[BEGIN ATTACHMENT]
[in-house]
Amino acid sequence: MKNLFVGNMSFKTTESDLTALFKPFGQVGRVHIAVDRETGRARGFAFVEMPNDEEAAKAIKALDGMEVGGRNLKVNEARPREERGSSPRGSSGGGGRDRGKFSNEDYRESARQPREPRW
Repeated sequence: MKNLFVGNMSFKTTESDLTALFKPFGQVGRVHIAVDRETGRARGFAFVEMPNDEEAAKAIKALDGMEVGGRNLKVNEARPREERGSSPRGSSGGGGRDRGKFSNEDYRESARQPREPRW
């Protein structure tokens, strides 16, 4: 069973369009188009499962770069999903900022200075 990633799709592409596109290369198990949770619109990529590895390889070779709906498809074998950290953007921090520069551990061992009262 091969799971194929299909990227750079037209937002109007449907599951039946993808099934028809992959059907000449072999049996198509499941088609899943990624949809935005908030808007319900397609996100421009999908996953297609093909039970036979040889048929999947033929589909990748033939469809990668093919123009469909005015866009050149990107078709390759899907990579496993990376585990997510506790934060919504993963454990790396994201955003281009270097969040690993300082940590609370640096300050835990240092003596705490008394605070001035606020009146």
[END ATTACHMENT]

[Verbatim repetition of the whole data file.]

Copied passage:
[in-house]
Amino acid sequence: MKNLFVGNMSFKTTESDLTALFKPFGQVGRVHIAVDRETGRARGFAFVEMPNDEEAAKAIKALDGMEVGGRNLKVNEARPREERGSSPRGSSGGGGRDRGKFSNEDYRESARQPREPRW
Repeated sequence: MKNLFVGNMSFKTTESDLTALFKPFGQVGRVHIAVDRETGRARGFAFVEMPNDEEAAKAIKALDGMEVGGRNLKVNEARPREERGSSPRGSSGGGGRDRGKFSNEDYRESARQPREPRW
């Protein structure tokens, strides 16, 4: 069973369009188009499962770069999903900022200075 990633799709592409596109290369198990949770619109990529590895390889070779709906498809074998950290953007921090520069551990061992009262 091969799971194929299909990227750079037209937002109007449907599951039946993808099934028809992959059907000449072999049996198509499941088609899943990624949809935005908030808007319900397609996100421009999908996953297609093909039970036979040889048929999947033929589909990748033939469809990668093919123009469909005015866009050149990107078709390759899907990579496993990376585990997510506790934060919504993963454990790396994201955003281009270097969040690993300082940590609370640096300050835990240092003596705490008394605070001035606020009146």